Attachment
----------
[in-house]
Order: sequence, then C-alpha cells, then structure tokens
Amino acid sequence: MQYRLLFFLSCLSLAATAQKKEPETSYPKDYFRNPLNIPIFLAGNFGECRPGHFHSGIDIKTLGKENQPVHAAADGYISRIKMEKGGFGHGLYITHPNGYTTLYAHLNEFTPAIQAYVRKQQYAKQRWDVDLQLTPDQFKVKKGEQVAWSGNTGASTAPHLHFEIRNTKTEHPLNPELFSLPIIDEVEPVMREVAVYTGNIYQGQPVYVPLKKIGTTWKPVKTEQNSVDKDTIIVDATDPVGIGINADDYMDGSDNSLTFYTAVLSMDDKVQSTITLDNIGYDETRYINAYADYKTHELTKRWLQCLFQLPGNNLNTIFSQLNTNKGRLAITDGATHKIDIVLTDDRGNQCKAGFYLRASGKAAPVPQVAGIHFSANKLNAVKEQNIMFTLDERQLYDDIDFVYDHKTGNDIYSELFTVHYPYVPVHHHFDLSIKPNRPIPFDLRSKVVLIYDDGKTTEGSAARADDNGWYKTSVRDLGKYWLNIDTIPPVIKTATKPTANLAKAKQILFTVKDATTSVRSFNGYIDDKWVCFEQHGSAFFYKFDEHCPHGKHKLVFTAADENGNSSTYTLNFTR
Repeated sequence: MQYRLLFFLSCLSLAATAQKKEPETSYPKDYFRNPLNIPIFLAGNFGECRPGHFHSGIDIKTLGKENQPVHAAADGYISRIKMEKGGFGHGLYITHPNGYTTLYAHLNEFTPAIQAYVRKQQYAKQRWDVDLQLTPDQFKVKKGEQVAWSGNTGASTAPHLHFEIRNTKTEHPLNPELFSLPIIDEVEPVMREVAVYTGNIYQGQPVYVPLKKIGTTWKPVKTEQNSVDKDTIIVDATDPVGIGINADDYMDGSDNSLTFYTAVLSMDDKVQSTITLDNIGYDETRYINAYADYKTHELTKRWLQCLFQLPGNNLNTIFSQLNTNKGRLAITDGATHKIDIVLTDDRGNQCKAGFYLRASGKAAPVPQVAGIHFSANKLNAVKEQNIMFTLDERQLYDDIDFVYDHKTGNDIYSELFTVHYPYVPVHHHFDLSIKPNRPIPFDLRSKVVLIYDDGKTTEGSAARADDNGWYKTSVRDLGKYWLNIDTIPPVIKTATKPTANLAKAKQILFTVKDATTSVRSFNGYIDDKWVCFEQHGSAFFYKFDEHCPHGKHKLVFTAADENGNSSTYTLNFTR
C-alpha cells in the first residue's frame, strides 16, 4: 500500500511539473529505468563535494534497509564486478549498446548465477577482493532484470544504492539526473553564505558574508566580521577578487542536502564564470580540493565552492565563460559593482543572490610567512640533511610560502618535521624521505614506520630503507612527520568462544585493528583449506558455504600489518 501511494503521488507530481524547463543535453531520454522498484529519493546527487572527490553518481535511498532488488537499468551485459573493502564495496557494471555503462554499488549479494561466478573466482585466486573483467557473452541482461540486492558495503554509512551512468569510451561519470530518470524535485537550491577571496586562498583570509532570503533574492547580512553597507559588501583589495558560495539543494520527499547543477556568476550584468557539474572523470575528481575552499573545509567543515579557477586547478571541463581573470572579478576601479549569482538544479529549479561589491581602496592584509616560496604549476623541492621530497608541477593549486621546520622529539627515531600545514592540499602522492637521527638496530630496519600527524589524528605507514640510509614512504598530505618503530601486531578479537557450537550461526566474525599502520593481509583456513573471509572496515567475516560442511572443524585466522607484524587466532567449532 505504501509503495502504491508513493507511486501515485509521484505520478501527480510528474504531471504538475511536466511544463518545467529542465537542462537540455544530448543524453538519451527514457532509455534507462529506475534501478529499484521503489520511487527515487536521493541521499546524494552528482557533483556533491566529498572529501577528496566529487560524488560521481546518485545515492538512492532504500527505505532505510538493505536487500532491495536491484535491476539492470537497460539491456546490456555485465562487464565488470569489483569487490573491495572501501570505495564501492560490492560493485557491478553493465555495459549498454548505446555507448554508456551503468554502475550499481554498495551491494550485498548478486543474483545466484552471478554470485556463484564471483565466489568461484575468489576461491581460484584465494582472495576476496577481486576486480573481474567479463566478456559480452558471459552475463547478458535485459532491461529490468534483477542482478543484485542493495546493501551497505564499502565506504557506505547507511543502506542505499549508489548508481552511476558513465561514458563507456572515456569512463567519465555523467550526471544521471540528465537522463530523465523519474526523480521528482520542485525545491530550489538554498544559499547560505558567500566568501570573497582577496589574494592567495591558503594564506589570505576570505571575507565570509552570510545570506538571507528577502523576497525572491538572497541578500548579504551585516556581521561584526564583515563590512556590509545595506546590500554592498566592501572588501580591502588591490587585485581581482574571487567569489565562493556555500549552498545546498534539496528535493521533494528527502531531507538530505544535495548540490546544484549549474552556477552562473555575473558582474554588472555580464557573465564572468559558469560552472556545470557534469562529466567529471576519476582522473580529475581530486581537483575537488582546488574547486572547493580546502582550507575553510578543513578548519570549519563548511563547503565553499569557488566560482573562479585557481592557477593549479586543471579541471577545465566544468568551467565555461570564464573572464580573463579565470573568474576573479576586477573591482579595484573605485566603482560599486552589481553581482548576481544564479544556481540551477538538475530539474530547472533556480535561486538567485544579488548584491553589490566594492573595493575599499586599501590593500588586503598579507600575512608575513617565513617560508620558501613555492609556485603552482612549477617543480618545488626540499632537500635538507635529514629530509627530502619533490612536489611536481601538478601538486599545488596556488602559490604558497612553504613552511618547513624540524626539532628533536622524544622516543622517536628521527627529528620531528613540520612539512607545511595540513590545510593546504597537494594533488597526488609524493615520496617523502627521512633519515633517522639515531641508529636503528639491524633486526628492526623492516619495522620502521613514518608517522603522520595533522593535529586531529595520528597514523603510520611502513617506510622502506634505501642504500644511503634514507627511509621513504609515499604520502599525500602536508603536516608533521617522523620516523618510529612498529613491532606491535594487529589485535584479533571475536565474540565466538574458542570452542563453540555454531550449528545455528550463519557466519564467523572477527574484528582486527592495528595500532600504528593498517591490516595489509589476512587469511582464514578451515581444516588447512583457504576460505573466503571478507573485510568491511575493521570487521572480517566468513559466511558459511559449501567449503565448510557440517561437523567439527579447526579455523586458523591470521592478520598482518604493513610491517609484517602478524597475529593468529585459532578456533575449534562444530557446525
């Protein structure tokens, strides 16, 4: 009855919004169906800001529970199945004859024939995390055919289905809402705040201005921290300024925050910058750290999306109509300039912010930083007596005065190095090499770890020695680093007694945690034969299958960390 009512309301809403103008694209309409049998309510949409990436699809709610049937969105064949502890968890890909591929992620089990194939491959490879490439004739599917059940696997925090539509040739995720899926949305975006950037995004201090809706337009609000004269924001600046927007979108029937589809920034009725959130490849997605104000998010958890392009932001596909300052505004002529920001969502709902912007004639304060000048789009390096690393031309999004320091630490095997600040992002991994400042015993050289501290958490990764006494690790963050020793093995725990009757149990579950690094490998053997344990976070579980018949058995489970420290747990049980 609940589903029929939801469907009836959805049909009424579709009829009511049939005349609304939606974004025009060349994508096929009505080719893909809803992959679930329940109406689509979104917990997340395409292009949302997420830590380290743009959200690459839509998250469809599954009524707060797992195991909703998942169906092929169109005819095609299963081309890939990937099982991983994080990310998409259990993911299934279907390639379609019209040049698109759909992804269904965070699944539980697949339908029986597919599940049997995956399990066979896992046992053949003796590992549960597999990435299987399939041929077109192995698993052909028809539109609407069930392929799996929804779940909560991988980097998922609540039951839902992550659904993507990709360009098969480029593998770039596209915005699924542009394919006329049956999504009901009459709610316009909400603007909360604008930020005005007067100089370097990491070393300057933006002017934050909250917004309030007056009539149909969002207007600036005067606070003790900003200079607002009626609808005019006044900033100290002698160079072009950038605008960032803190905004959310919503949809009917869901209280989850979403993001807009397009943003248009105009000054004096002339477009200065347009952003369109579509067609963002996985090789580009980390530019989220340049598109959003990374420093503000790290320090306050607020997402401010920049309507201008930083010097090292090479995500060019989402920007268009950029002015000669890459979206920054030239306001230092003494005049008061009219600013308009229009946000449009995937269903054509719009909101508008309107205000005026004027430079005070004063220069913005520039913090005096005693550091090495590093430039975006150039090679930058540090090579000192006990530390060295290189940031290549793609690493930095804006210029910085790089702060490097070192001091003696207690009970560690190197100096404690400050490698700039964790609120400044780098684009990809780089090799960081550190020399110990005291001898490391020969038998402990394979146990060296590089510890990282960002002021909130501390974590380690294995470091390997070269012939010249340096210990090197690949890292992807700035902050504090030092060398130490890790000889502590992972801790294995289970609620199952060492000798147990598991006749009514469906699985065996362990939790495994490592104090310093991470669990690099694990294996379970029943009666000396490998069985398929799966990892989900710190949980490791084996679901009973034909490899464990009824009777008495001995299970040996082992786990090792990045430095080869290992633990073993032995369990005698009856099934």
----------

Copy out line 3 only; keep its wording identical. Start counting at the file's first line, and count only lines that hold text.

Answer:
Amino acid sequence: MQYRLLFFLSCLSLAATAQKKEPETSYPKDYFRNPLNIPIFLAGNFGECRPGHFHSGIDIKTLGKENQPVHAAADGYISRIKMEKGGFGHGLYITHPNGYTTLYAHLNEFTPAIQAYVRKQQYAKQRWDVDLQLTPDQFKVKKGEQVAWSGNTGASTAPHLHFEIRNTKTEHPLNPELFSLPIIDEVEPVMREVAVYTGNIYQGQPVYVPLKKIGTTWKPVKTEQNSVDKDTIIVDATDPVGIGINADDYMDGSDNSLTFYTAVLSMDDKVQSTITLDNIGYDETRYINAYADYKTHELTKRWLQCLFQLPGNNLNTIFSQLNTNKGRLAITDGATHKIDIVLTDDRGNQCKAGFYLRASGKAAPVPQVAGIHFSANKLNAVKEQNIMFTLDERQLYDDIDFVYDHKTGNDIYSELFTVHYPYVPVHHHFDLSIKPNRPIPFDLRSKVVLIYDDGKTTEGSAARADDNGWYKTSVRDLGKYWLNIDTIPPVIKTATKPTANLAKAKQILFTVKDATTSVRSFNGYIDDKWVCFEQHGSAFFYKFDEHCPHGKHKLVFTAADENGNSSTYTLNFTR